35. The Disappearing Egg Shell

Students of all ages enjoy watching this experiment, and it’s helpful to show them the ways that chemical reactions operate.

36. Coca-Cola Tooth Experiment 

This is a classic experiment that can help show students the effects of sugary drinks on their teeth. When your students are young and losing their baby teeth, ask them to bring in a tooth and show them the horrible effects in a jar! 

37. Small Tornado In A Bottle

Most of us performed this experiment when we were students, and it’s super fun to keep it going with your own students. Demonstrating centripetal force by creating a water vortex in a bottle is awesome! 

38. Make A Bag Leak-Proof

Another experiment that demonstrates polymers, you need a plastic bag, some water, a sharp pencil, and some patience – and you can show kids the seemingly impossible!

39. Make A Non-Newtonian Fluid 

There are substances out there that get firmer when pressure is applied to them, and these are known as non-Newtonian fluids. It’s really intriguing to see how fluids can behave in such ways, so your students are bound to get a kick out of this.

40. Demonstrate Capillaries

You can show kids how our capillaries function using items you can find pretty much everywhere. It’s super cool and colorful and you’re bound to excite everyone with this in the classroom.

41. Make Candy Rock 

Students, candy, and rocks – they go hand in hand! Your students will love to create their own candy rock and watch as the rock crystals grow.

42. Make The Super Bubble

You can show students how to make a better version of bubble mixture to create much larger bubbles, called superbubbles! 

43. Frozen Vegetable Oil Paintings

Here’s another classic experiment that most kids have conducted when they were in the classroom. It’s a fun way to show kids how some liquids behave when they are frozen, and as vegetable oil behaves differently – you can make awesome paintings! 

44. Make An Ice Magnifying Glass 

This experiment is pretty simple, but we like to add something more fun to it. Once you have made your ice magnifying glass, show your students how glass behaves underwater by designing a real magnifying glass (do not allow them to do this though).

Glass under water can be cut and sliced in much different ways than above the surface, so you can easily create your own glass designs to show your students in a safe way.

45. Can Eggs Float?

Finally, on our list, we have the experiment that has shown students for years how eggs can float on water if salt is added to the liquid. It’s a simple way to explain density, and it’s always a good idea to bring in the Dead Sea example.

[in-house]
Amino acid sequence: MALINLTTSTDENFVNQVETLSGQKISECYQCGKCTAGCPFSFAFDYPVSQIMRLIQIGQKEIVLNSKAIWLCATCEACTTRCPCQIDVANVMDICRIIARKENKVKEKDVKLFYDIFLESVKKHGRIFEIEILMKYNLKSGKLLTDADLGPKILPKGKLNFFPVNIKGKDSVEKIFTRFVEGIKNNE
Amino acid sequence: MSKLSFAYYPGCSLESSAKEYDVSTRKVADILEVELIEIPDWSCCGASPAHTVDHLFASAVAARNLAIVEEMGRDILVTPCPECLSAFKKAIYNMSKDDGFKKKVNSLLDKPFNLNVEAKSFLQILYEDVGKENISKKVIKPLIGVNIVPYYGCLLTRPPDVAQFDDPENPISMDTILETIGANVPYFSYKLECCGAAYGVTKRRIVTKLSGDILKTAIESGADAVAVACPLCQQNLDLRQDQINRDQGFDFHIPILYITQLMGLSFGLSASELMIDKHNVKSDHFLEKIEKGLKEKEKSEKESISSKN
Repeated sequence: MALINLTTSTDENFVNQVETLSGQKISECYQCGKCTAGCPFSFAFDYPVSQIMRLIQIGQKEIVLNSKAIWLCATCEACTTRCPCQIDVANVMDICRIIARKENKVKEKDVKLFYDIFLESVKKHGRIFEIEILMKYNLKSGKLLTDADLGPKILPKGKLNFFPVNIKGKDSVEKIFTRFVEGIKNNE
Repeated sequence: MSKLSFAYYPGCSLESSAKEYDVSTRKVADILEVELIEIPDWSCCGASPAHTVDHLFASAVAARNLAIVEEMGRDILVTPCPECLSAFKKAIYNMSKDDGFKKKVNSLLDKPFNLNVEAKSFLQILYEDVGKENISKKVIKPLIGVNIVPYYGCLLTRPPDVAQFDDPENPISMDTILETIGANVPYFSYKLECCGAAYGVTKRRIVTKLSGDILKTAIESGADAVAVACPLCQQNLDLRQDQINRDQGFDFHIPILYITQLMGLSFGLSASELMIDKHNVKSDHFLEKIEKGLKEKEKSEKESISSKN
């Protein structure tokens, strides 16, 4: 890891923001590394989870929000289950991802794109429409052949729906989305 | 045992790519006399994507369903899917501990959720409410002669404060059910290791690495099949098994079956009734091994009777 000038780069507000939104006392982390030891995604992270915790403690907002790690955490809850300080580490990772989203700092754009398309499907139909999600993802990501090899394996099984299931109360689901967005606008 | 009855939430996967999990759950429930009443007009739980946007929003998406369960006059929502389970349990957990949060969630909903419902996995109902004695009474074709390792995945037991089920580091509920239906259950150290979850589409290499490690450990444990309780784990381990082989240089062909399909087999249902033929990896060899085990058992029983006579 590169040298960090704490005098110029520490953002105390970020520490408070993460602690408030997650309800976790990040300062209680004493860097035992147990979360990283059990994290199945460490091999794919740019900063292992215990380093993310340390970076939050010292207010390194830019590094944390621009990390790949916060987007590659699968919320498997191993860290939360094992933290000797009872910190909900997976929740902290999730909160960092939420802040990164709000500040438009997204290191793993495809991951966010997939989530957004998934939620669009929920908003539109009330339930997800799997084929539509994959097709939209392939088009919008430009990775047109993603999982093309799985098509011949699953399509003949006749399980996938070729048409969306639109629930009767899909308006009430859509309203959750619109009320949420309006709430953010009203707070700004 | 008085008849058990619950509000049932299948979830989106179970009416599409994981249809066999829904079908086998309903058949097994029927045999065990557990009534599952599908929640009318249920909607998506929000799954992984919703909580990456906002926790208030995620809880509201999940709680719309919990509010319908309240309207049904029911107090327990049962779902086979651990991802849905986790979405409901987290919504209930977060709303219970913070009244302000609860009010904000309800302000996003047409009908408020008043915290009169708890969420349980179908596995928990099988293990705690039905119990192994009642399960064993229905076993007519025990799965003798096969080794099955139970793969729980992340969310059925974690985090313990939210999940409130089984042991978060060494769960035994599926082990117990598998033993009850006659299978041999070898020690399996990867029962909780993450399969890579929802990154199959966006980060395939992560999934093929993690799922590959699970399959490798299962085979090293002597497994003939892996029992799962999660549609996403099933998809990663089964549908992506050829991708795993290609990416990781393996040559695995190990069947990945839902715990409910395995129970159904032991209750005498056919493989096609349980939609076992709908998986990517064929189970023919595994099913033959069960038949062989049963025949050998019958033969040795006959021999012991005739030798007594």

The Dead Sea is so salty that people can simply float on its surface, but it’s also deadly because if you turn around – it’s difficult to get your head out of the salty water! 

Things To Remember

There are always things you should remember when it comes to these sorts of experiments. Some are much more obvious than others, but it’s always important to ensure we’re on the same wavelength. These include the following.


Conduct a health and safety risk assessment before you carry out any experiment, and always be aware of any safety equipment you and your students may need to wear. Be sure to take reasonable care with all of your experiments (and best to do a trial run first!).

Reinforce Learning 

It’s all fine and good demonstrating the experiments, but you must ensure that you reinforce the student’s learning by asking questions at the end of the lesson. It’s also wise to set some theoretical homework based on their practical experiment. 

Do Your Research 

It’s of course critical that you know exactly what you are doing before you show your students, but it’s also as important to know your students. For example, if an experiment is more tailored for younger students, do not try it for older kids. 

You may also like: 1st grade science project ideas.

The Bottom Line 

And that’s our comprehensive list of the easiest science experiments that you can show students in the classroom, at home, or out in the field!

We hope you have enjoyed our guide and you’ve found some amazing new experiments for your students! Good luck.

Top tip: Teach your students about the most famous inventors while they work on their own science experiments.

Simon Lewis